Garden 'siteseeing' at Thanksgiving(Read article summary)
Thanksgiving is a time when gardeners are grateful for natural bounty and beauty.
John Walker/The Fresno Bee/NEWSCOM
Sometimes Diggin' It likes to go "visiting" via the Web to see what's happening in other gardens and with other gardeners -- thus the name "siteseeing."
It seems especially appropriate at this time of year, when so many people are heading out to airports, train stations, and highways to visit family and friends.
Here are five blog posts that are just perfect for this time of year:
– The Garden Lady looks out from her own garden to give thanks for all those who have created beautiful public gardens and landscapes that we all can enjoy. "I am grateful for all those professional gardeners, landscapers and garden workers as well as all the volunteers who help in so many public or private gardens or even create their own gardens for people to see and visit," she says.
– Naturalist Matt Miller of the Nature Conservancy reflects on wild turkeys, which, he notes, "roam forests, wood lots, farm fields and prairies from Maine to Florida, from New Jersey to California." They're a real conservation success story, since in the early 1900s, the birds' numbers had dwindled to 30,000 nationwide.
– A Wisconsin gardener and dietitian looks back at this year's harvest of fruits and vegetables – from apples to tomatoes – with gratitude. "Those of us who grow our own truly appreciate our abundance. We feel secure knowing we have more than enough food to sustain us through the winter," she says.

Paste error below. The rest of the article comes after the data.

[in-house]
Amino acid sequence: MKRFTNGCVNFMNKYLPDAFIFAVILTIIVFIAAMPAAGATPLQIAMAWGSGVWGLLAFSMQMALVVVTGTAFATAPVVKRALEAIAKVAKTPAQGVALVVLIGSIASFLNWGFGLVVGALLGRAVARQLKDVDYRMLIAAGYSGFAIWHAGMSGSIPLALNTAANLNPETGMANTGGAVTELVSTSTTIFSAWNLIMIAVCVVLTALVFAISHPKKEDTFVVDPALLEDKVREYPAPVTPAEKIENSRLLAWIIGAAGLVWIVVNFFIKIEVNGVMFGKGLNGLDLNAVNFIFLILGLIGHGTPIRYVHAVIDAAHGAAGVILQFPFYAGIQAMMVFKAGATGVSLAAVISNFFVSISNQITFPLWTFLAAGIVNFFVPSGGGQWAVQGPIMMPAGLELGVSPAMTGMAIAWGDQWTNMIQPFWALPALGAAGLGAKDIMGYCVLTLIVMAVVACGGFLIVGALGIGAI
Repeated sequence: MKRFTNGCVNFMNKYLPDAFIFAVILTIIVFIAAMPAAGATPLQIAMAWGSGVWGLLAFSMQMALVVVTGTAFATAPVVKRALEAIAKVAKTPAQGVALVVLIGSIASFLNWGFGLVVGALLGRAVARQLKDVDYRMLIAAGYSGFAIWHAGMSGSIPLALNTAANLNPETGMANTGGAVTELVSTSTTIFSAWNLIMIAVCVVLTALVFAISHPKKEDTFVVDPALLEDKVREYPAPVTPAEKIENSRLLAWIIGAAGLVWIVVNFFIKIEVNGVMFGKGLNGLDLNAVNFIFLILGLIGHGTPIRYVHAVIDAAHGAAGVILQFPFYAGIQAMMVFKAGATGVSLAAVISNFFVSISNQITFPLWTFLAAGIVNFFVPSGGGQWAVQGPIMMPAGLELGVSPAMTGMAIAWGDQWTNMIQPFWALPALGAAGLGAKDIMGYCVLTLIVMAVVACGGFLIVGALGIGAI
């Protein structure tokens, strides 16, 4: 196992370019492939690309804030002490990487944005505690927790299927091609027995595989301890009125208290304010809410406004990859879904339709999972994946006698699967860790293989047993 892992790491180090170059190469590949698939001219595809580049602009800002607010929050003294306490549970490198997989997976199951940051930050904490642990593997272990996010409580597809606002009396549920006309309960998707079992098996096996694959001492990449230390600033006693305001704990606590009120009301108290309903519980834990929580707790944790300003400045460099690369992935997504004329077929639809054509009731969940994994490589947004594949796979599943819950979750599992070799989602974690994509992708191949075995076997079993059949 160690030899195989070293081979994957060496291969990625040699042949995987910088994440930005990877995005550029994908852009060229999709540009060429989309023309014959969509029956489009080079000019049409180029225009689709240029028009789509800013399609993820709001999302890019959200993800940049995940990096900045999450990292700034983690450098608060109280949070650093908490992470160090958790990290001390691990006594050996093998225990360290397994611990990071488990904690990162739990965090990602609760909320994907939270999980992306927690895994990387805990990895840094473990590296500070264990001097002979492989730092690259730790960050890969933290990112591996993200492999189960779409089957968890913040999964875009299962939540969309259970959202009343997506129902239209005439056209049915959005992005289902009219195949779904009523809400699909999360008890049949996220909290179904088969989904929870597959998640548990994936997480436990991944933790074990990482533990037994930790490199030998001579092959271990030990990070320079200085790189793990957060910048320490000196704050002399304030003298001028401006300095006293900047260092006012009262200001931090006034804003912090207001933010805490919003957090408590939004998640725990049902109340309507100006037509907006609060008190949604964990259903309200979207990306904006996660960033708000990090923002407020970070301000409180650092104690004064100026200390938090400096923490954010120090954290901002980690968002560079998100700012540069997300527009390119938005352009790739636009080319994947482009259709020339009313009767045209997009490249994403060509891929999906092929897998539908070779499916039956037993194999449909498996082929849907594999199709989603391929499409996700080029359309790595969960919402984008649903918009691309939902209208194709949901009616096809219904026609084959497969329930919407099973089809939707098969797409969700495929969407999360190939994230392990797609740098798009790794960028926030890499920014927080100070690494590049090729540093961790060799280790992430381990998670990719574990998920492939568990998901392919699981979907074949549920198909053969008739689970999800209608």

The last week in November is the time to take stock and realize once again how thankful we should be to live and garden here in Western Washington.
You don’t need to travel to find out why gardeners from New Zealand to New Hampshire wish they could garden right here – where our weather is mild, our rainfall plentiful and our access to new plants, new styles of landscape design are complemented by a fine selection of independent nurseries.
Editor’s note: For more on gardening, see the Monitor’s main gardening page, which offers articles on many gardening topics. Also, check out our blog archive and our RSS feed. You may want to visit Gardening With the Monitor on Flickr. Take part in the discussions and get answers to your gardening questions. If you join the group (it’s free), you can upload your garden photos and enter our contests.